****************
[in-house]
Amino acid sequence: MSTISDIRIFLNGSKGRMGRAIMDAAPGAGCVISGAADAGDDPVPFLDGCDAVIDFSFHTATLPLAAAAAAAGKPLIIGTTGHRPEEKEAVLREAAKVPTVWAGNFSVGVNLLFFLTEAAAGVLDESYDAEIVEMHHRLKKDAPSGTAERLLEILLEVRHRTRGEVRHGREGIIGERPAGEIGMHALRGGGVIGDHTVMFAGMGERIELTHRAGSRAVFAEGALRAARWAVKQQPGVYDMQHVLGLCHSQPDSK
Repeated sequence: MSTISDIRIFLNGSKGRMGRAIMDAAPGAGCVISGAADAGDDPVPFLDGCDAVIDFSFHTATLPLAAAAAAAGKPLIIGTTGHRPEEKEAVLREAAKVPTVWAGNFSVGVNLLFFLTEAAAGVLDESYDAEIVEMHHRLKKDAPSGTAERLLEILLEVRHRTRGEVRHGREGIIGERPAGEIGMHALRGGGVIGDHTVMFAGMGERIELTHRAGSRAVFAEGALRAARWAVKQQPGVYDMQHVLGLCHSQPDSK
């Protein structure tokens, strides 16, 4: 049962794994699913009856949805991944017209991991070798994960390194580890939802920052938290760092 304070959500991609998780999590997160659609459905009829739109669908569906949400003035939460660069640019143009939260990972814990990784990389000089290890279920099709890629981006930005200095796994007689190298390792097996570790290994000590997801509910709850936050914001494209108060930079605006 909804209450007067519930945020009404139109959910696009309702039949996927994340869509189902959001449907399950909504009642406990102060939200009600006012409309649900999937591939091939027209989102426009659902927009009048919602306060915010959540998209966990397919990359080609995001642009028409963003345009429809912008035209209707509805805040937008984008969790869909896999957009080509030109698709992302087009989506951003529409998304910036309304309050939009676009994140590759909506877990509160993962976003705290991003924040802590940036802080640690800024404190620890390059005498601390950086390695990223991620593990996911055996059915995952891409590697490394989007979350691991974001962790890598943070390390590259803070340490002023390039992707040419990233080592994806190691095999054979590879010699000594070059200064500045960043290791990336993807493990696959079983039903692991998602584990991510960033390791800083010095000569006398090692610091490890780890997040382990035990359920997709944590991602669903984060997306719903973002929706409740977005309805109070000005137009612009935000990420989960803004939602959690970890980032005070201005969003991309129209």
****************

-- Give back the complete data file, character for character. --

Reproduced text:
[in-house]
Amino acid sequence: MSTISDIRIFLNGSKGRMGRAIMDAAPGAGCVISGAADAGDDPVPFLDGCDAVIDFSFHTATLPLAAAAAAAGKPLIIGTTGHRPEEKEAVLREAAKVPTVWAGNFSVGVNLLFFLTEAAAGVLDESYDAEIVEMHHRLKKDAPSGTAERLLEILLEVRHRTRGEVRHGREGIIGERPAGEIGMHALRGGGVIGDHTVMFAGMGERIELTHRAGSRAVFAEGALRAARWAVKQQPGVYDMQHVLGLCHSQPDSK
Repeated sequence: MSTISDIRIFLNGSKGRMGRAIMDAAPGAGCVISGAADAGDDPVPFLDGCDAVIDFSFHTATLPLAAAAAAAGKPLIIGTTGHRPEEKEAVLREAAKVPTVWAGNFSVGVNLLFFLTEAAAGVLDESYDAEIVEMHHRLKKDAPSGTAERLLEILLEVRHRTRGEVRHGREGIIGERPAGEIGMHALRGGGVIGDHTVMFAGMGERIELTHRAGSRAVFAEGALRAARWAVKQQPGVYDMQHVLGLCHSQPDSK
């Protein structure tokens, strides 16, 4: 049962794994699913009856949805991944017209991991070798994960390194580890939802920052938290760092 304070959500991609998780999590997160659609459905009829739109669908569906949400003035939460660069640019143009939260990972814990990784990389000089290890279920099709890629981006930005200095796994007689190298390792097996570790290994000590997801509910709850936050914001494209108060930079605006 909804209450007067519930945020009404139109959910696009309702039949996927994340869509189902959001449907399950909504009642406990102060939200009600006012409309649900999937591939091939027209989102426009659902927009009048919602306060915010959540998209966990397919990359080609995001642009028409963003345009429809912008035209209707509805805040937008984008969790869909896999957009080509030109698709992302087009989506951003529409998304910036309304309050939009676009994140590759909506877990509160993962976003705290991003924040802590940036802080640690800024404190620890390059005498601390950086390695990223991620593990996911055996059915995952891409590697490394989007979350691991974001962790890598943070390390590259803070340490002023390039992707040419990233080592994806190691095999054979590879010699000594070059200064500045960043290791990336993807493990696959079983039903692991998602584990991510960033390791800083010095000569006398090692610091490890780890997040382990035990359920997709944590991602669903984060997306719903973002929706409740977005309805109070000005137009612009935000990420989960803004939602959690970890980032005070201005969003991309129209």